Public Health Feature - February 2006
By Erin Prather
Last year, a Robert Wood Johnson Foundation survey revealed that Texas has the nation's highest percentage of adults and children without health insurance. Many are employed, but their employers do not provide health insurance.
That's why physicians in Austin and Dallas elected to start Project Access in their cities. Project Access provides medical, hospital, pharmacy, and social services at minimal cost to eligible patients. It's based on a program that originated in Asheville, N.C., in 1996.
The Dallas effort to help cover the uninsured stems from the late 1990s when the Central Dallas Ministries and the Health Texas Provider Network's (HTPN's) Volunteers in Medicine wanted to expand their after-hours volunteer clinic to provide affordable primary care for the medically indigent living in downtown Dallas. However, says, Project Access Dallas Medical Director James Walton, DO, they soon found out that up to 15 percent of those patients required specialty care, but were limited by long waiting periods at the public hospital.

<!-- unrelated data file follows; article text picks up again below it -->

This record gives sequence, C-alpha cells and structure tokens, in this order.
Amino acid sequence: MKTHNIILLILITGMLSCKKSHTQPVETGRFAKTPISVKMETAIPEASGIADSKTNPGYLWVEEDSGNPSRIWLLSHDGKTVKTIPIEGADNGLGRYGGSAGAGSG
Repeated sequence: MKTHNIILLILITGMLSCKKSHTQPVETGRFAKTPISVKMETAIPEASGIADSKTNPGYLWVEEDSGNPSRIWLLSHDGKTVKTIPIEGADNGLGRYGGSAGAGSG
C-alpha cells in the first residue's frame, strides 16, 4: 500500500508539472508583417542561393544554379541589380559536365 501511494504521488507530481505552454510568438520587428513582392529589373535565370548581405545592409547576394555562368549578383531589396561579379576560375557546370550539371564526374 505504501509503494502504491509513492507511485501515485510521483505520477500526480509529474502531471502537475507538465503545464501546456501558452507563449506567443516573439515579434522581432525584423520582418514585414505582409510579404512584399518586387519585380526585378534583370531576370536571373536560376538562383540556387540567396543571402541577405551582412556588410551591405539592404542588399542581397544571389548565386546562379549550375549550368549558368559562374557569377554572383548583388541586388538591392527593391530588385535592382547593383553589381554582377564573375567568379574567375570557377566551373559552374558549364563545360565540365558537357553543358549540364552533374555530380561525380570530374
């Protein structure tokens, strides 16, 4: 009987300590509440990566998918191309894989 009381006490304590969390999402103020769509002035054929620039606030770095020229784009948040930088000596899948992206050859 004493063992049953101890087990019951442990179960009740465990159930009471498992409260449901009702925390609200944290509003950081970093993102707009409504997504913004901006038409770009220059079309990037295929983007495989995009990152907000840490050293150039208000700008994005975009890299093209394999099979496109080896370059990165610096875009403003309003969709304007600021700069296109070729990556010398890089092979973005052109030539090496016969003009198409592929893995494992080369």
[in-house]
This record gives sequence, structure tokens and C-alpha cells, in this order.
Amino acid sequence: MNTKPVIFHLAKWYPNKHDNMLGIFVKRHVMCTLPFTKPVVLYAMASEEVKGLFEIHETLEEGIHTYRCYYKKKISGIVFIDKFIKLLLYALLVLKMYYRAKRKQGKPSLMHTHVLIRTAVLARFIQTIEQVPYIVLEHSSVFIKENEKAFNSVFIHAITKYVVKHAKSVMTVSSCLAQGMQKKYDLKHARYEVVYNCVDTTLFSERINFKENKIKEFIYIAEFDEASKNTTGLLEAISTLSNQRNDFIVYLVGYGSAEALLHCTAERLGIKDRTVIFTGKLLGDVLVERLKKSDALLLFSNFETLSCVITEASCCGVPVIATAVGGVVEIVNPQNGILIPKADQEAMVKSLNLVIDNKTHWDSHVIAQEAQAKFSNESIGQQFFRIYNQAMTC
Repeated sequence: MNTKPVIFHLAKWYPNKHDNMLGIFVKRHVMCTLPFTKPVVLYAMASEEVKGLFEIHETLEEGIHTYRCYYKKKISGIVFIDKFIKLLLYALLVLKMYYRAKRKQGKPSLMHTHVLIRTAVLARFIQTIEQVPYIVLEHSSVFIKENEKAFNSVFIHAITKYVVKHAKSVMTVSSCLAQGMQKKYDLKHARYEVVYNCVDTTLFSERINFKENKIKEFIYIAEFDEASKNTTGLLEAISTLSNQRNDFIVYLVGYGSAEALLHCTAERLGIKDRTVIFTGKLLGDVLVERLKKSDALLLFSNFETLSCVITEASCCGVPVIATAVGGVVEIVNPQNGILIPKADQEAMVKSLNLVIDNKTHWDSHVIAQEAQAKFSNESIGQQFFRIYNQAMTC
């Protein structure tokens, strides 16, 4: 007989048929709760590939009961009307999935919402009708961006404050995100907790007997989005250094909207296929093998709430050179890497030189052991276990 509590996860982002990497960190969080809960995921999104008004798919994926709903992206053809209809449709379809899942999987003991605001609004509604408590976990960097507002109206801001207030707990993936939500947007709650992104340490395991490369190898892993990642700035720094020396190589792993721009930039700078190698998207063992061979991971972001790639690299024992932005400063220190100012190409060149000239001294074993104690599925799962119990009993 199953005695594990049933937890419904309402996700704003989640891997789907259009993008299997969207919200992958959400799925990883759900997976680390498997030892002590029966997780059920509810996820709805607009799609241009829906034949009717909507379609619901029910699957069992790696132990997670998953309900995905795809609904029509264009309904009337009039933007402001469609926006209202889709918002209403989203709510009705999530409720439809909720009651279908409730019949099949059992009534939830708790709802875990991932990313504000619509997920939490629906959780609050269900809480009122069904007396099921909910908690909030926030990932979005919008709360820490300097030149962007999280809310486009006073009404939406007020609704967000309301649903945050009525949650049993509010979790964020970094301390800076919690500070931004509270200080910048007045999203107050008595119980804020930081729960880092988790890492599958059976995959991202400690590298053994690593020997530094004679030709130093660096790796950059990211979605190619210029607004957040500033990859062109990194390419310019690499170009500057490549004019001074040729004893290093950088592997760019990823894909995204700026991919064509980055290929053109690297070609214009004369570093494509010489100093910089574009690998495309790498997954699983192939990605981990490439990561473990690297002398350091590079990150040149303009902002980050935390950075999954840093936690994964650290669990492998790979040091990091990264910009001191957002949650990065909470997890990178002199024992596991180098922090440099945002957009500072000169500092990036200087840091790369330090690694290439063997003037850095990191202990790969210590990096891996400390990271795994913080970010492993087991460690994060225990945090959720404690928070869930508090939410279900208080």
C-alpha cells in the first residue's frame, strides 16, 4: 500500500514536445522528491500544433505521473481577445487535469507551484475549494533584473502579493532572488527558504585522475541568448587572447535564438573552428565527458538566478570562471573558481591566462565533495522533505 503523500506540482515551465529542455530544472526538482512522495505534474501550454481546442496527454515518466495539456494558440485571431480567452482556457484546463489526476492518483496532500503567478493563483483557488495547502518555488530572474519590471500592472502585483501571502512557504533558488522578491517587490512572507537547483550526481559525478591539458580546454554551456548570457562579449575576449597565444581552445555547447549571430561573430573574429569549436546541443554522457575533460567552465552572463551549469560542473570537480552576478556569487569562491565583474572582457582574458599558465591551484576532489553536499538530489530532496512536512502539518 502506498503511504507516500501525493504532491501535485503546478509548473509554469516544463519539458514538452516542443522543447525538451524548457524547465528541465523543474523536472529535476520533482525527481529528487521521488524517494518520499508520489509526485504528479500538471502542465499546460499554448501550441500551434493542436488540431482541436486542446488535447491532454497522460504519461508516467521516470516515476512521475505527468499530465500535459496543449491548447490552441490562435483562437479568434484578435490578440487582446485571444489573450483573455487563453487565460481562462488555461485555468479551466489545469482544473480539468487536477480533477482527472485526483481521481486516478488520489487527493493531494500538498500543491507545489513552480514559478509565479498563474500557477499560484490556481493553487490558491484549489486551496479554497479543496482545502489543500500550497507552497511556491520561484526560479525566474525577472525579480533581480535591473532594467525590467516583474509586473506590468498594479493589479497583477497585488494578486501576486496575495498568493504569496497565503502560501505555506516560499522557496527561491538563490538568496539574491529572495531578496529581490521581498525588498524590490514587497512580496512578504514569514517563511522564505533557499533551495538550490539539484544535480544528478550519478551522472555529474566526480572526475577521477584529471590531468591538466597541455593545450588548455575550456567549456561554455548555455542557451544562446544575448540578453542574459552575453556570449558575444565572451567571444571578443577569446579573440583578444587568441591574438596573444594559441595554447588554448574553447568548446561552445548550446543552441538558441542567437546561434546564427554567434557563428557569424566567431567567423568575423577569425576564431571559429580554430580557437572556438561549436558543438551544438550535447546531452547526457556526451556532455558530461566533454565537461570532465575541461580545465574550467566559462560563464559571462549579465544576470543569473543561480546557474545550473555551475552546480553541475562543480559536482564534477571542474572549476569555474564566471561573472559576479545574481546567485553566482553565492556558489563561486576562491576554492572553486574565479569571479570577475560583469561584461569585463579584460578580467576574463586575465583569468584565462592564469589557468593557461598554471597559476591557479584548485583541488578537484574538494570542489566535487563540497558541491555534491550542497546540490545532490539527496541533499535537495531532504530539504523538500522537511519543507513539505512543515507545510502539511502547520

"The hospitals became a last resort for care because the uninsured could not afford care beyond the charitable clinics," said Dr. Walton. "This in turn caused a long waiting period, sometimes up to three months for a hospital appointment. That created a backup at the clinics, which frustrated volunteer physicians and staff. They began seeing patients repeatedly for the same problem because the patients could not attain that next level of care."
HTPN partnered with the Dallas County Medical Society (DCMS) to find a better answer. Their search led to Asheville. The program there has been a success. Visits to emergency rooms there have declined 28 percent, and 80 percent of Project Access users say their health has improved since entering the program.
DCMS elected to start a similar program there and aligned itself with local hospitals and business, faith, and community organizations. In January 2002, Project Access Dallas (PAD) began recruiting physicians and other health care professionals. They agreed to donate their services and see a set number of patients per year. On April 1, 2002, the first patient enrolled.
Patients eligible for PAD must be employed but make less than 200 percent of the federal poverty level. They cannot qualify for Medicaid or Medicare or have private insurance. Program officials assigned primary care physicians, specialist referrals, and follow-ups through a database of volunteer physicians.